Some scholars have suggested that they are related to shamans of Central Asia who were known to carry tattoos. We should also recall that the Talmud accused Yeshu ben Stada of bringing “enchantment out of Egypt in the cutting which is in the flesh,” which, as Frank Zindler showed, has matching references to Yeshu/Jesus cutting the name of God into his side in the Toldoth and Book of Revelation. Its said that Epimenides’ skin was preserved in Sparta to bring the Spartan warriors good luck. Epimenides was also associated with the Eleusinian Mysteries of Demeter and Persephone in some ways. In Inventing Ancient Culture: Historicism, Periodization and the Ancient World, by Mark Golden and Peter Toohey, it is noted that Plutarch claimed he had initiated the city in secret rites. He was also identified with Byzousgas, an agricultural hero who was said to have invented the plough, and that both were associated with the hieros arotos, or “sacred labor,” which connected ritual activities in Athens and Eleusis together. A seated statue of Epimendes was also said to have been placed in front of the Eleusinion temple in Athens. According to Diogenes Laertius, Epimendes wrote a poem on the Curetes and Korybantes, worshippers of the goddess Rhea, the Cretan incarnation of Cybele, who, like the Maenads, took part in ecstatic dancing amongst wine-drinking and music. Korybantes were also said to have presided over the infancy of Dionysus and Zagreus. Epimendes is also said to have written a poem on Jason and the Argo and a treatise on the sacrifices of Crete, the Cretan Constitution, and Minos and his brother Rhadamanthus. Diogenes also cites Lobon the Augur as crediting Epimendes for building the first temple in Athens, which he dedicated to the goddess.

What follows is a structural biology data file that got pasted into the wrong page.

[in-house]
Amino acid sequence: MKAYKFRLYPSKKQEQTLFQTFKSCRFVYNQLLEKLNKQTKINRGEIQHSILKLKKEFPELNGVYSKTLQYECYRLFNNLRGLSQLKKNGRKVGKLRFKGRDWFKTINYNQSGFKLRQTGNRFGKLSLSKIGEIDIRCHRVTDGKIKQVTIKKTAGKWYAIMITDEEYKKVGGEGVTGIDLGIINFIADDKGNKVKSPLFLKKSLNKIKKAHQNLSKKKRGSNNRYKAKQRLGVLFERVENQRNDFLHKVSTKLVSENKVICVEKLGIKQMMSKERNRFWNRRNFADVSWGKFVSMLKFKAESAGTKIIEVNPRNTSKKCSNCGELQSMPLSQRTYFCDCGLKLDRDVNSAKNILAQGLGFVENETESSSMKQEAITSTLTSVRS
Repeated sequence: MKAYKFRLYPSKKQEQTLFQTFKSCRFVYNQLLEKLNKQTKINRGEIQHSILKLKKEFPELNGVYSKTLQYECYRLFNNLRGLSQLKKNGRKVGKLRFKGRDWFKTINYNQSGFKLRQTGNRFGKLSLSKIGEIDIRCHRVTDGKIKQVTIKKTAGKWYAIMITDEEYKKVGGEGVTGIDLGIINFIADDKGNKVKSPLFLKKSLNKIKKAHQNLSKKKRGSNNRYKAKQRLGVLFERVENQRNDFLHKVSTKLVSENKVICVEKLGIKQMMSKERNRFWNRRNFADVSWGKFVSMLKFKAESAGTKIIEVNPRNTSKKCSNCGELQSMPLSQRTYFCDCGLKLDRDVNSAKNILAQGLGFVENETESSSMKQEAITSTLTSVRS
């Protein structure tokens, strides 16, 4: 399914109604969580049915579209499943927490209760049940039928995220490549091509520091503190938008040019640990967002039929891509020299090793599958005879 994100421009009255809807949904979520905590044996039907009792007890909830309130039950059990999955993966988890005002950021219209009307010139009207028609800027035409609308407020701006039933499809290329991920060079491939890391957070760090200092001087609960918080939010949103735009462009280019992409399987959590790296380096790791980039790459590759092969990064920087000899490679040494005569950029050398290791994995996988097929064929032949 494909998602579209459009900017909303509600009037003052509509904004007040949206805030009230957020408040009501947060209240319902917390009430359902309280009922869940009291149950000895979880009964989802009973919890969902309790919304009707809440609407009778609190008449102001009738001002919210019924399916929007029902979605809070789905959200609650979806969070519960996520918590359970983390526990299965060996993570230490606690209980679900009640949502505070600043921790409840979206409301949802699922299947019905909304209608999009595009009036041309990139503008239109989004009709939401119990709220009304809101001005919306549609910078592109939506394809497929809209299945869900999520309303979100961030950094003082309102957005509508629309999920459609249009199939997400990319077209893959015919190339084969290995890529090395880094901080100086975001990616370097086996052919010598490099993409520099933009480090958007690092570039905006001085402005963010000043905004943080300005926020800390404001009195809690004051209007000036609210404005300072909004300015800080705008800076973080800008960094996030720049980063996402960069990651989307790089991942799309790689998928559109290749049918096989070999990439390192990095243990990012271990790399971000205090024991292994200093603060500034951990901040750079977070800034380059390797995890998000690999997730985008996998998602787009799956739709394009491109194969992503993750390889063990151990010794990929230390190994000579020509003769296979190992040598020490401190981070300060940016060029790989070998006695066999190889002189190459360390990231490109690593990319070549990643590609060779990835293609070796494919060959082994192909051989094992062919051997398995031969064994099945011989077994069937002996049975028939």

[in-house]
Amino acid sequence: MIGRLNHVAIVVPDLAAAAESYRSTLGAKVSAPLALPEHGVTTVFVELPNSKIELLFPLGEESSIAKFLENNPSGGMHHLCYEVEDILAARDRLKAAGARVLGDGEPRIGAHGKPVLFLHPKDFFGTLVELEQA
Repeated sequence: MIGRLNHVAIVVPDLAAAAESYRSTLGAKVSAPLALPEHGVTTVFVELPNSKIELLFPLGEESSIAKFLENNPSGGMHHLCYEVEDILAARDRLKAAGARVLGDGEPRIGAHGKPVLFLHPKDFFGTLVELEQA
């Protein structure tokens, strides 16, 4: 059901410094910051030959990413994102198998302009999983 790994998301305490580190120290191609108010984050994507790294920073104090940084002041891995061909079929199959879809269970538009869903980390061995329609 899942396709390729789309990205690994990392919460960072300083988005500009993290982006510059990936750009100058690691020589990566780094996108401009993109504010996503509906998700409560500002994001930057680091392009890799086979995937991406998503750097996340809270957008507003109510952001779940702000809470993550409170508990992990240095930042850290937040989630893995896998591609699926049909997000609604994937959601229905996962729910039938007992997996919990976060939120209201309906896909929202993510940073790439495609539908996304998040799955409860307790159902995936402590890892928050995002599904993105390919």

Sexuality in Ancient Times